“Ditchling Museum of Art + Craft presents the story of outstanding artist, designer and typographer Elizabeth Friedlander. The work of Friedlander (1903-1984) is instantly recognisable as mid-20th century design at its best, but few will know the name behind the art. Best known for her Penguin book covers and Bauer Type Foundry typeface ‘Elizabeth’, the exhibition touches on her escape to London from 1930s Nazi Germany, friendship with her sponsor – poet and printer Francis Meynell – and her work with a wartime British black propaganda unit. The show includes rarely-seen works from the artist’s compelling career including type design, wood engravings, decorative book papers, maps and commercial work.
A few weeks ago I read an article in the latest Art Fund Quarterly magazine about the beautiful calligraphy and design work of Elizabeth Friedlander. As I read I realised that the venue for the exhibition of her work was The Ditchling Museum of Art and Craft in East Sussex. I remembered that friend (and regular commenter here) Fran, had recommended me to stop at this museum on my journey to Laughton Place back in 2014. In the end the traffic hold-ups in London meant that time was pressing and I would have insufficient time to do a visit justice. Upon realising that Ditchling was not a million miles from Godalming, where I’m pug-sitting this week, I suggested meeting Fran there and seeing the exhibition in good company.
Yesterday one of my teeth broke whilst eating lunch with my friend Barbara in Bern. She made an appointment for me to visit a dentist in Lucerne this afternoon. It’s a lovely journey from Meiringen on a train with picture windows which winds its way up and over the Brünig Pass out of the Bernese Alps region and into Central Switzerland.
The Obligatory Book that Accompanies the Show
Before visiting Melancolia at Somerset House (see previous post) I popped in the Courtauld Gallery. Again, I had been alerted to this show in a review in the Financial Times (Weekend, 21/22 October 2017): “Uniformed but Different: Soutine: The Russian-French painter’s portraits make an exceptional show”. I’d never heard of Soutine before but it looked and read to be something I would enjoy. I’d recently re-read Arnold Bennett’s “The Grand Babylon Hotel” (first published in 19o2) and the Soutine portraits are from a slightly later era. Although his are French and not characters from The Savoy Hotel in London. Near enough. [Here‘s a review of a 1950 show of Soutine’s work in the US and brief biography of Chaim Soutine (1893-1943)].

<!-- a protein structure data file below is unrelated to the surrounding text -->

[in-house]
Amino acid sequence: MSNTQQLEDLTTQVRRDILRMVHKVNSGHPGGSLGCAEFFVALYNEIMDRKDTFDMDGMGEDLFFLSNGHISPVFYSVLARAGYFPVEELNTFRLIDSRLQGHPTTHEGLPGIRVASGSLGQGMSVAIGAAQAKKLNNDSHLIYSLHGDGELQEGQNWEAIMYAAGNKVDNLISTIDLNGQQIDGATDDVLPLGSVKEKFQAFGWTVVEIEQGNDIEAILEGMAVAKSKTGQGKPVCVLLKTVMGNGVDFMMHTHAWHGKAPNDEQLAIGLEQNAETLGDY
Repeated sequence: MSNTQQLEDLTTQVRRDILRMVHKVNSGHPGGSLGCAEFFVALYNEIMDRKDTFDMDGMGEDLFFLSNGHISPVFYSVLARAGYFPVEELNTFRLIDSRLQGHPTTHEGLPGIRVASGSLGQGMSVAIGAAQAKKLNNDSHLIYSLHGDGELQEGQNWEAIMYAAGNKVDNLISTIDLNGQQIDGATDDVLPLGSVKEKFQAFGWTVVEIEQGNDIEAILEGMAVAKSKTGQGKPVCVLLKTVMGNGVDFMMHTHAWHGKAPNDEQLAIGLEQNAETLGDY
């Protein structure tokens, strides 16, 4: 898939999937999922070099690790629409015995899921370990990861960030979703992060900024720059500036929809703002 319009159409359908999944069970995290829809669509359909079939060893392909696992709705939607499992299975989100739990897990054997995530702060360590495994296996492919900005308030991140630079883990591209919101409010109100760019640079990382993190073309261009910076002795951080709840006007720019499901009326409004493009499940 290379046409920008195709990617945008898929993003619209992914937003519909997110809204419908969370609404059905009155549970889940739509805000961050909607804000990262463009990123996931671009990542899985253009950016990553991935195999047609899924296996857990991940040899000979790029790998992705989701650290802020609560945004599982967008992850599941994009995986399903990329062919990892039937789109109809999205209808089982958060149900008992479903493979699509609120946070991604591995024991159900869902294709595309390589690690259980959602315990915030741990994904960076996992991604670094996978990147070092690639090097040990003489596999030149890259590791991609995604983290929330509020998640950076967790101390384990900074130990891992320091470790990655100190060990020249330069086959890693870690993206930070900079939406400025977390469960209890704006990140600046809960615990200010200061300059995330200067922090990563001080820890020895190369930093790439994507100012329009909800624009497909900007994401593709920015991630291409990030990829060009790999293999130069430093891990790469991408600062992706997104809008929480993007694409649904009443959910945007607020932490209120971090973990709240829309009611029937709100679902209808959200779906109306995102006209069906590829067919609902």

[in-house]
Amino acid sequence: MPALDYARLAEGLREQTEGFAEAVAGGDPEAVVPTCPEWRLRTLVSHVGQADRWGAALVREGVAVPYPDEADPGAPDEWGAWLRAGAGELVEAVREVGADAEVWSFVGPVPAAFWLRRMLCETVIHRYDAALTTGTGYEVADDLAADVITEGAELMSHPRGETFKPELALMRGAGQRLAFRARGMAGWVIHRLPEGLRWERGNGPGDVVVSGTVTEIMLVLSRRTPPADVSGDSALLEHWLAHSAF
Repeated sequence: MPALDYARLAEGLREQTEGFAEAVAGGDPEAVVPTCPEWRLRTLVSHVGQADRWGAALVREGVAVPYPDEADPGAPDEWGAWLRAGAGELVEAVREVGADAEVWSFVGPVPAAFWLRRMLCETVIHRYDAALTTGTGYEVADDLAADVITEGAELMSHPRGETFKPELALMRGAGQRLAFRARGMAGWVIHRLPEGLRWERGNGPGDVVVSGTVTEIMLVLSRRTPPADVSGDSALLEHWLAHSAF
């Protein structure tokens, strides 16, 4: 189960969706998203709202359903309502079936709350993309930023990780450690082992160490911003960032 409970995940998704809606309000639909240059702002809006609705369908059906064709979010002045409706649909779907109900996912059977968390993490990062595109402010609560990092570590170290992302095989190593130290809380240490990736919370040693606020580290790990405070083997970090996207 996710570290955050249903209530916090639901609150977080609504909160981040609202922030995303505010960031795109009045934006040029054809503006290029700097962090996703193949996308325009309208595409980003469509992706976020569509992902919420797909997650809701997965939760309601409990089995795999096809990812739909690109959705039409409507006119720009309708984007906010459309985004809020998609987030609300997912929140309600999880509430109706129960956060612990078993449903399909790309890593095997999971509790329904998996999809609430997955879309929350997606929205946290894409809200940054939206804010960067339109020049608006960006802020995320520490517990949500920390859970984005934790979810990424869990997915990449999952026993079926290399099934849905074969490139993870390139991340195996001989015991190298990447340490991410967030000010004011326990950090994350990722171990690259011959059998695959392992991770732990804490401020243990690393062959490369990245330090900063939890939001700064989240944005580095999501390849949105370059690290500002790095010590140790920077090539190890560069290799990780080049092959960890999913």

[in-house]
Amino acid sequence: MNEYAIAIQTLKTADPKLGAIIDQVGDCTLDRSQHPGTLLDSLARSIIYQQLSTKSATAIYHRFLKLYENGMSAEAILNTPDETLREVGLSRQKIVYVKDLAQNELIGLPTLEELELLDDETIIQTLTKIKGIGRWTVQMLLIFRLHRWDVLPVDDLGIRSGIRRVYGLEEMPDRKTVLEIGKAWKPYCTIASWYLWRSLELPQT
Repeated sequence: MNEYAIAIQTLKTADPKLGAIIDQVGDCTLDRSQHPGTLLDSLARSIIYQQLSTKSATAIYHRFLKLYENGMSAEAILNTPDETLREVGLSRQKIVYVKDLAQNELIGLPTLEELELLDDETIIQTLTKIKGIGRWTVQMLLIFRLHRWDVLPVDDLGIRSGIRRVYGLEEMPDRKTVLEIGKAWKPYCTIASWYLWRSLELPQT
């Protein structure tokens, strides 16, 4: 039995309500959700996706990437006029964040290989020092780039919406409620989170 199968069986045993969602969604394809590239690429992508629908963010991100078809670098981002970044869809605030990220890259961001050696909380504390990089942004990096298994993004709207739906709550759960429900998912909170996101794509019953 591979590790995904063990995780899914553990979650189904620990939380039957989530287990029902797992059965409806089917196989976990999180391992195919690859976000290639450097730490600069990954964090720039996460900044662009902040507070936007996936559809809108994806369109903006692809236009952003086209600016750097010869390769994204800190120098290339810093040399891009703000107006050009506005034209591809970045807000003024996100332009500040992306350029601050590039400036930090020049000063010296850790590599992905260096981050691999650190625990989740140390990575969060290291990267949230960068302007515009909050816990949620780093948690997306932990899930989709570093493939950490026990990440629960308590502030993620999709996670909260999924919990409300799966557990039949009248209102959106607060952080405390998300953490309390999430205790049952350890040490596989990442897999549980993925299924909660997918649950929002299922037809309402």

On a recent visit to London I had time enough before catching my train home to visit Somerset House. I’d earmarked three exhibitions – none of them big blockbusters – all in the same venue.
Lund is a small, compact city so it was easy to walk round to all the principle sites. The map leaflet was very handy to ensure we didn’t miss anything. We included some window-shopping and book shop browsing and a bit of eating and tea drinking throughout the day. The route starts at Lund Cathedral where we joined a tour in English.
The final country of my Big Adventure this year was Sweden. I’ve visited Germany and Denmark several times before (although I’d never been to any of the places I visited on this occasion) but this was my first ever trip to Sweden.
Very early in the morning of 27th June Bärbel and I left the Alte Strandvogtei and drove back to the port at Rønne – the capital of Bornholm. Bärbel’s ferry left at 8.00 and mine at 10.30.